Next, we inhaled some different powders that were supposed to give us bursts of chocolate, nutrition, or energy. I tried the chocolate, which was pretty good. But if given the choice, I would still welcome the extra calories of a real chocolate bar…

The grand finale, and my favorite part, was a Wikicells tasting. Wikicells are small balls of ice cream in edible packaging. All of the ice cream balls were composed of the same base of coconut milk, but they were encased with different flavors of “packaging,” which had the consistency of hard gel. If I recall correctly, we tried blueberry, chocolate, and caramel. I like this idea of edible packaging for environmental reasons.

Lethal gimlet and container that held the Wikicells
Lethal gimlet and container that held the Wikicells









It was an inspiring day that made me feel lucky to live in a place where I’m surrounded by seemingly limitless creativity and innovation.

Up next, keeping with the weirdness theme: I report on my first past-life regression session…


I’ll be starting off the New Year with a bang. Multiple bangs, actually.

…Bangs as in fringe across my forehead.

Carried away in the spirit of wanting to start off the New Year with a change, I told my hair stylist to give me bangs yesterday.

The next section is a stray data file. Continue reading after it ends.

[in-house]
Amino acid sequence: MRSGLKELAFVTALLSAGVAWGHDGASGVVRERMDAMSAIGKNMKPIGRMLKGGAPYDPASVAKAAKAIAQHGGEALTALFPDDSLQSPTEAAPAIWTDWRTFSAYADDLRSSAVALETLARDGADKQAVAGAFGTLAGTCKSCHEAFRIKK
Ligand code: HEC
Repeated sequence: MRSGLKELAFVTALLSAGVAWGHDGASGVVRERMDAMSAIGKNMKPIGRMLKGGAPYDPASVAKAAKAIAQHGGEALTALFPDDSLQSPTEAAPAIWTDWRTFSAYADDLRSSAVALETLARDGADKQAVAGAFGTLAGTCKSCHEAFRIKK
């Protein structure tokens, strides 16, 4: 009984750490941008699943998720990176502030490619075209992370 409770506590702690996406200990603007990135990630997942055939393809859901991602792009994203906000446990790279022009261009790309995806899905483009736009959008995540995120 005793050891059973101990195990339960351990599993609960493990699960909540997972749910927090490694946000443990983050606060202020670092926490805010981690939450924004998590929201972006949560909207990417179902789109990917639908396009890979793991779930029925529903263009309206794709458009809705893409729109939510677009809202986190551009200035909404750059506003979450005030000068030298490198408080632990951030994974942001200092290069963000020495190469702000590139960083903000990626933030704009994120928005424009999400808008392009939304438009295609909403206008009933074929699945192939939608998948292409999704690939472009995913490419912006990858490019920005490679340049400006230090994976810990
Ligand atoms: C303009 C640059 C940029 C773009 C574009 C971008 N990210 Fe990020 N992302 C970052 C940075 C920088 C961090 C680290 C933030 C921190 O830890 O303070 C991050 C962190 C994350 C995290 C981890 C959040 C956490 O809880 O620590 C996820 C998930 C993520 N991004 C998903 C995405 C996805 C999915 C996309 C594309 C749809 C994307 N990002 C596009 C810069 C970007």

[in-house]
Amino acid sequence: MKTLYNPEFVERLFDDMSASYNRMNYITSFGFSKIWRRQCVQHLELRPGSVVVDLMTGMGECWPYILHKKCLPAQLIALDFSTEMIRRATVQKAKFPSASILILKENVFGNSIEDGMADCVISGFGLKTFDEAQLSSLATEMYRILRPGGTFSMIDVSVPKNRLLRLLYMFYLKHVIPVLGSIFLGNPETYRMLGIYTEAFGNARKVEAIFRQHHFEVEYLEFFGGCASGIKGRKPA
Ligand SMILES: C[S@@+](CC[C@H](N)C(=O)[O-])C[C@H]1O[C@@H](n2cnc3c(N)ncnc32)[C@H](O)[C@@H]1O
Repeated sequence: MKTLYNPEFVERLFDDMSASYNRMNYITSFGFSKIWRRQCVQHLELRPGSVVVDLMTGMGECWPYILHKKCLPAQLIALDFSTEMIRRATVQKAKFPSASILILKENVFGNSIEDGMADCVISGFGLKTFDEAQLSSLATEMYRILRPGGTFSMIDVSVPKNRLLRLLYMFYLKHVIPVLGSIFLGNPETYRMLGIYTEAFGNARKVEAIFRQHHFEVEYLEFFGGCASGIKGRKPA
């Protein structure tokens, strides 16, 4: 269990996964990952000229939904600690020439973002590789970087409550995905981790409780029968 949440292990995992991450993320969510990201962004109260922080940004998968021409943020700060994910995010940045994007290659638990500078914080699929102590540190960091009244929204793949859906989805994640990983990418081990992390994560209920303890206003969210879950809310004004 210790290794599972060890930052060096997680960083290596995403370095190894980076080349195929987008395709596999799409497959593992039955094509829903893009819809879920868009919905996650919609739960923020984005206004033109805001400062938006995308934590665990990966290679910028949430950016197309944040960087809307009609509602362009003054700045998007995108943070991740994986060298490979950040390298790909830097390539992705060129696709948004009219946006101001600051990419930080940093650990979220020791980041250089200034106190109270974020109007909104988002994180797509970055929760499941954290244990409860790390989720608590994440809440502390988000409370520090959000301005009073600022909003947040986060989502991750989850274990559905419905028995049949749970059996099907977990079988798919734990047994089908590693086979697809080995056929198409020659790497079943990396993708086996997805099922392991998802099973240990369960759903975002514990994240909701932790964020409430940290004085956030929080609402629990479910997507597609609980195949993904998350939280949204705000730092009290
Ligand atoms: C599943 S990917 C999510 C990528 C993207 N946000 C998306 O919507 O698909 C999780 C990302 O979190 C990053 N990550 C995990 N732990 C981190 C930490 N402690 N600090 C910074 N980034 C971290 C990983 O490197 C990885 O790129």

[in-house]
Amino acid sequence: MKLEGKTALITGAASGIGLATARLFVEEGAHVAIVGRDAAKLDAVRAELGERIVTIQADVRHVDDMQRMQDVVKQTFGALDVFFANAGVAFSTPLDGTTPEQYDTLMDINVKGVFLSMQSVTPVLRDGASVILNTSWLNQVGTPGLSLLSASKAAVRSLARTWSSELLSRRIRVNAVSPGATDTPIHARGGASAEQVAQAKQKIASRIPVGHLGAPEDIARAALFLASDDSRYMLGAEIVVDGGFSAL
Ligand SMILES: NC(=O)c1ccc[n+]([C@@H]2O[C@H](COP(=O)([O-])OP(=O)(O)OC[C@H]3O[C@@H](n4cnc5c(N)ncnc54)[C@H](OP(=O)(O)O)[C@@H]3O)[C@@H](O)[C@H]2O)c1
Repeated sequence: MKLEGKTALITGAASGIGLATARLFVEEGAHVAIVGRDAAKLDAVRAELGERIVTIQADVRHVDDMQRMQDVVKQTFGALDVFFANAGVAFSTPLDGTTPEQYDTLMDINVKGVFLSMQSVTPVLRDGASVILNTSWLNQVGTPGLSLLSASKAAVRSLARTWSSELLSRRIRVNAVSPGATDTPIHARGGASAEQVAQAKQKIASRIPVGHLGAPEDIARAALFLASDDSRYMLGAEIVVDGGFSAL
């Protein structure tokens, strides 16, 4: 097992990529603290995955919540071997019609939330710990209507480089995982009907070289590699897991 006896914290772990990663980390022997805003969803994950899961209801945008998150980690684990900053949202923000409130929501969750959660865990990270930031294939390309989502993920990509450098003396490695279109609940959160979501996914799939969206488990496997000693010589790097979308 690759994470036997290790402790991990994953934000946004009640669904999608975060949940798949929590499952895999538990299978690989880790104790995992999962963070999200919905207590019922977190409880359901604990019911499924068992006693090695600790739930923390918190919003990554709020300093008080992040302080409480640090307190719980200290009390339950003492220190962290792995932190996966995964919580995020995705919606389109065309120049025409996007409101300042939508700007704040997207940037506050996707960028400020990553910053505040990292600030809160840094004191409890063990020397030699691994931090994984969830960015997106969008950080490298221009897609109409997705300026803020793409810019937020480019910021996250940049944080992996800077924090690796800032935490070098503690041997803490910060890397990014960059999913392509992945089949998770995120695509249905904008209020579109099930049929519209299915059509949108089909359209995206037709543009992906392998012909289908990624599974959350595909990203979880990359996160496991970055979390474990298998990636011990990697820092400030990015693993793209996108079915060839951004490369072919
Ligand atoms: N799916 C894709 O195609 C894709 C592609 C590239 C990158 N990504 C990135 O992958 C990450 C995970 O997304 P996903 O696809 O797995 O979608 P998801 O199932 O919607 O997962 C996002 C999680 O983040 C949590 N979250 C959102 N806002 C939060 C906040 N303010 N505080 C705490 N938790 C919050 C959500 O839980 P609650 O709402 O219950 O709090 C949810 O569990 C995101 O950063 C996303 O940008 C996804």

It doesn’t seem like a big deal, and it really isn’t. But I haven’t had bangs in at least 25 years. And that’s not exaggeration. I haven’t had bangs since elementary or junior high school!

I’m having trouble recognizing myself in the mirror. And the bangs seem HEAVY on my forehead. I feel as if I have a small furry animal draped across my forehead 24/7.

Anyway, resolutions.

‘Tis the season for resolutions. My friend Anya told me that she read that many resolutions fail because they are not specific enough. If you resolve to work out more, or be nicer to people, you really can’t measure your progress. You need to resolve to work out x times a week, or say something nice to someone every day. You should also focus on just a few resolutions vs. a long list.

I think I am going to resolve to go to the gym three times a week, as often as humanly possible. And I want to set aside two hours per week to work on crafts. I enjoy making jewelry, cards, and soap. But I never leave myself the time to “play.”

This will entail a big shift in my thinking, as I tend to book myself up with social events and volunteering. It’s about time that I schedule in some “me time.”

Are you making resolutions this year?


Cyndi and Chris

One of the reasons why I live in a city is so I can do things like see Cyndi Lauper in concert one night and Chris Thile the next.

Cyndi is on a 30th anniversary tour for her debut solo album, She’s So Unusual. I don’t remember all of the songs on that album, but I knew the concert would be awesome regardless.

The night got off to a fun start with me and the girls meeting for a drink at a bar across the street from the venue. We “recruited” (as Deb so aptly put it) the guy sitting next to us to join us for the concert. He was able to buy a ticket in the row behind us, since we had bought the cheapest seats available in the balcony. Maybe he brought us good luck: we were thrilled when we arrived at the theater and were moved up a number of rows because the balcony wasn’t sold out.